# Expectation of arrival times in an interval of a non-homogeneous poisson process

How can I find the expectation of arrival times on an interval $$[0,t]$$ of a non-homogeneous poisson process.

For example if customers arrive to a shop following a non-homogeneous poisson process with a rate function $$\lambda(t)$$, how can I find the expected arrival time of customers in the time interval $$[0,t]$$.

That is, given that some customers have arrived at the shop between time $$0$$ and time $$t$$, what is the average time of their arrivals?

I know that with homogeneous poisson processes, the arrival times on an interval are uniformly distributed due to Campbell's theorem. However, I can't find anything similar for non-homogeneous poisson processes.

Let $$\mathcal{P}_n=\Big\{[t_{k-1},t_k),t_k^*\Big\}_{k=1}^n$$ be a sequence of tagged partitions of $$[0,t)$$ such that $$\max_{1\leq k \leq n}\Delta t_k\rightarrow 0$$ as $$n \rightarrow +\infty$$. Take $$X_k$$ as the number of arrivals on the time interval $$[t_{k-1},t_k)$$. When $$n$$ is large we have $$X_k\approx \text{Poisson}\big(\lambda(t_k^*)\Delta t_k\big)$$

Then $$S_k=X_1 + \dots + X_k$$ counts the number of arrivals on $$[0,t)$$ and is approximately $$\text{Poisson}\Big(\sum_{k=1}^n\lambda(t_k^*)\Delta t_k\Big)$$ which clearly tends to $$\text{Poisson}\Big(\int_0^t\lambda(x)\mathrm{d}x\Big)$$ as $$n\rightarrow \infty$$.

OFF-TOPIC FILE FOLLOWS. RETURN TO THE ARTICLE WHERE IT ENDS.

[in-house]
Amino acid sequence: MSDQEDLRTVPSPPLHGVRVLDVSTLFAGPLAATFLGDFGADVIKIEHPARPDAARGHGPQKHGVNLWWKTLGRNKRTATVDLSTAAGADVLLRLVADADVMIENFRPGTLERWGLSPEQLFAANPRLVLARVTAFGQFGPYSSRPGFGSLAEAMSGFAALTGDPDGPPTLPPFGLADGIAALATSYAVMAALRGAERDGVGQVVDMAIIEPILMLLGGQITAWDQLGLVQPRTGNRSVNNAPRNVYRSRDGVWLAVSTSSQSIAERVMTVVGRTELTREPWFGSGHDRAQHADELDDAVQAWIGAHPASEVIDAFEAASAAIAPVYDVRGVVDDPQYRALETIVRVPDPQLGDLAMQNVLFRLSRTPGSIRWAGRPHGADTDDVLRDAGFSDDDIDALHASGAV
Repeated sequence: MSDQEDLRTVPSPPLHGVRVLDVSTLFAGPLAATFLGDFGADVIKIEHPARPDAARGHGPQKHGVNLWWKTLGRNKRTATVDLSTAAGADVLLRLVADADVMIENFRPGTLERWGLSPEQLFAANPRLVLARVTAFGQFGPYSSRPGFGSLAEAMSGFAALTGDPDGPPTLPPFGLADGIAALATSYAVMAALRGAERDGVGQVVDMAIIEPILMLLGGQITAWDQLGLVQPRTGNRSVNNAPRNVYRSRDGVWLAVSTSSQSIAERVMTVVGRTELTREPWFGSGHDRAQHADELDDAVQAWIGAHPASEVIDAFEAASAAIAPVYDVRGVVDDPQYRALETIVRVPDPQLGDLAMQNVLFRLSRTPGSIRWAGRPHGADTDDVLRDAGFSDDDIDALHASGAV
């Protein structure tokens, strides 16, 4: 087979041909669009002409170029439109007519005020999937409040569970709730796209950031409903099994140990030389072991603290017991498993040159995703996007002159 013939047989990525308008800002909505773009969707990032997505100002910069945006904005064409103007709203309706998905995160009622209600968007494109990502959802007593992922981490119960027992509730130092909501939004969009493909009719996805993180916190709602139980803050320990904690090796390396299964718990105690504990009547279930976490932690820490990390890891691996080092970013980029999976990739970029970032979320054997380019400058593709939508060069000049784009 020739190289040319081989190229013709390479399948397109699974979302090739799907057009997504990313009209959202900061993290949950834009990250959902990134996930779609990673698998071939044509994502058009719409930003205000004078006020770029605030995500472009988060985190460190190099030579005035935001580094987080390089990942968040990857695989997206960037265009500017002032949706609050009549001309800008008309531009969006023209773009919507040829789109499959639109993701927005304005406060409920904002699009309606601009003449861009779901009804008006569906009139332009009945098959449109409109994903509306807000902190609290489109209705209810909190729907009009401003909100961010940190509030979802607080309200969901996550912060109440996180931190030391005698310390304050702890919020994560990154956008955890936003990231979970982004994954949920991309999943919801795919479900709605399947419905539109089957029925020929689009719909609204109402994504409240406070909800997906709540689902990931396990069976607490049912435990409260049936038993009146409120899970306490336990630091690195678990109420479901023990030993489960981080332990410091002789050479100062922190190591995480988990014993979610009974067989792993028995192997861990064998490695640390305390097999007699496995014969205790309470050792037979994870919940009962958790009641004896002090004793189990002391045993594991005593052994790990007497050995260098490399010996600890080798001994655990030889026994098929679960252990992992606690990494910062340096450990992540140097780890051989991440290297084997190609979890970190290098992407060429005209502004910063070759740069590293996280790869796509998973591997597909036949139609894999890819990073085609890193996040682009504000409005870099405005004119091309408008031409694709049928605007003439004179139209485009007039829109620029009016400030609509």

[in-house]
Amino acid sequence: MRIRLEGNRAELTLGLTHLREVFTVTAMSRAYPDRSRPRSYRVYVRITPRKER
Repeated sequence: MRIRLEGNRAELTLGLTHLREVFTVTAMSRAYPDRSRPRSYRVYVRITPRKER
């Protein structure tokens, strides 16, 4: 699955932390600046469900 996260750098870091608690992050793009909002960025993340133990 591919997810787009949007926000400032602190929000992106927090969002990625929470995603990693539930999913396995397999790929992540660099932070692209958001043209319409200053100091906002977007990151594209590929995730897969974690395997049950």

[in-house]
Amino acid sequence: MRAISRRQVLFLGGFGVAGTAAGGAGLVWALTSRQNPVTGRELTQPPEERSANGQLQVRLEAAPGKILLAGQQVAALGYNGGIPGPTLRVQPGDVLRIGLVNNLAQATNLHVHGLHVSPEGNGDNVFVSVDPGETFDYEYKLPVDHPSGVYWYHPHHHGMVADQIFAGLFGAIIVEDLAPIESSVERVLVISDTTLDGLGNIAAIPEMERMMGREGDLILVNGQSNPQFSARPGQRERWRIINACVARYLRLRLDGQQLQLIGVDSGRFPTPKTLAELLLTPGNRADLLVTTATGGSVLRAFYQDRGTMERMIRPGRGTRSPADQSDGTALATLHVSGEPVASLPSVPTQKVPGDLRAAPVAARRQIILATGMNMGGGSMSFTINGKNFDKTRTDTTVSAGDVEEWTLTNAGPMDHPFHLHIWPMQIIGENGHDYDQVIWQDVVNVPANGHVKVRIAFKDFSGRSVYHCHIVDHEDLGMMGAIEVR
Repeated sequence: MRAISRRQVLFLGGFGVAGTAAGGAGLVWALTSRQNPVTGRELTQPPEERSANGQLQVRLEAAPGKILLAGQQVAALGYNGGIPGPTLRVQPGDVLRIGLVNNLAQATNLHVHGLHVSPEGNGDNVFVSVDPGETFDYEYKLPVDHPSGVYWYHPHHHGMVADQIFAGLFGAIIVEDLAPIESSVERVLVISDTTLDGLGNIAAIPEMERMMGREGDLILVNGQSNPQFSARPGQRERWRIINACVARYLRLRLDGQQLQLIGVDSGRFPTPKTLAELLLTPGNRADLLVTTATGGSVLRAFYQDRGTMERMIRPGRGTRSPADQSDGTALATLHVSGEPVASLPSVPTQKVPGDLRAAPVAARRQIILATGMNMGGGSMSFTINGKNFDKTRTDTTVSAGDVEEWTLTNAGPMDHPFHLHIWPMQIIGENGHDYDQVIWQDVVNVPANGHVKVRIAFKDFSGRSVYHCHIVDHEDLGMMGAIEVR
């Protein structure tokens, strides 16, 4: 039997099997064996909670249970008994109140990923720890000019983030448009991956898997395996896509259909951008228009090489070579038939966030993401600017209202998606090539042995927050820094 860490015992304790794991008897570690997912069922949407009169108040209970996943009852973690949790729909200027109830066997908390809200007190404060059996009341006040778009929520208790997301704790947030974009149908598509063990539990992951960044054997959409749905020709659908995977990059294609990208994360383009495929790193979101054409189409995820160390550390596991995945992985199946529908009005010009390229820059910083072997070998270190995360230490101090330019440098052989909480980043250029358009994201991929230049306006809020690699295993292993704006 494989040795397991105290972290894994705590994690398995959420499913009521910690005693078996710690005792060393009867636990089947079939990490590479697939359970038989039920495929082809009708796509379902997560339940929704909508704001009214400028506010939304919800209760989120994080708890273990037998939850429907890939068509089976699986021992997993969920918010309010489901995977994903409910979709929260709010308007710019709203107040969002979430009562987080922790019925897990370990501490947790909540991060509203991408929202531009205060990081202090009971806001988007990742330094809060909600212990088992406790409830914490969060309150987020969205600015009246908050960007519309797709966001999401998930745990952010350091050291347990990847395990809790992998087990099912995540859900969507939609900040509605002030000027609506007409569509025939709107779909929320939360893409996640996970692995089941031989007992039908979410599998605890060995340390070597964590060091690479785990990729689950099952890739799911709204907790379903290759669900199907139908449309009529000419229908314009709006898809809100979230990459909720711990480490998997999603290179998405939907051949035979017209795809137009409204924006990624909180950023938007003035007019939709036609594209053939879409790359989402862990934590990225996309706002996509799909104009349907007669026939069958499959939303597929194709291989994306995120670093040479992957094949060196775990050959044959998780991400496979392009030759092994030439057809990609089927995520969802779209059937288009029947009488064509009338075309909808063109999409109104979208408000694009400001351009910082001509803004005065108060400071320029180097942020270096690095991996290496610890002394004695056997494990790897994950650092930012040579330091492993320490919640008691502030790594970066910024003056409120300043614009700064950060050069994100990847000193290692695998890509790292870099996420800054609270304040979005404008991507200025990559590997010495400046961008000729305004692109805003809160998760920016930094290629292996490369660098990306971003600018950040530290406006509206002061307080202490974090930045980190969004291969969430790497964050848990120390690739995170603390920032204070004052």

Take $$T_k$$ as the arrival time of the $$k^{\text{th}}$$ arrival. Then for $$t>0$$ fixed, $$\{T_k where $$N(t)$$ is the number of arrivals on $$[0,t)$$. This union is disjoint, so that $$P(T_k Taking a derivative and simplifying yields the pdf for the $$k^{\text{th}}$$ arrival time, namely $$f_{T_k}$$: $$f_{T_k}(t)=\lambda(t)e^{-\int_0^t\lambda(x)\mathrm{d}x}\frac{\Big( \int_0^t\lambda(x)\mathrm{d}x \Big)^{k-1}}{(k-1)!}$$

• Thanks for the answer but I'm not sure I understand. Does this not just tell you that the number of arrivals in [0,t] is poisson distributed with its parameter being the integral of the rate function between 0 and t. How do I use this to know the distribution of the times of these arrivals as opposed to the distribution of the number of arrivals? Commented Nov 10, 2021 at 20:15
• My bad. I read your question too quickly. I only illustrated the distribution for the number of arrivals on $[0,t)$ Let me get back to your on the distribution of the arrival times.
– user801306
Commented Nov 10, 2021 at 20:23
• no worries, thank you very much Commented Nov 10, 2021 at 20:29
• I updated my answer to illustrate the pdf of the $k^{\text{th}}$ arrival. Note taking $\lambda(t)$ to be constant yields the appropriate Erlang distribution.
– user801306
Commented Nov 10, 2021 at 21:29
• Thanks, so to find the expectation, I would take the integral of this pdf multiplied by t and then after that plug in my value of t? Commented Nov 11, 2021 at 8:44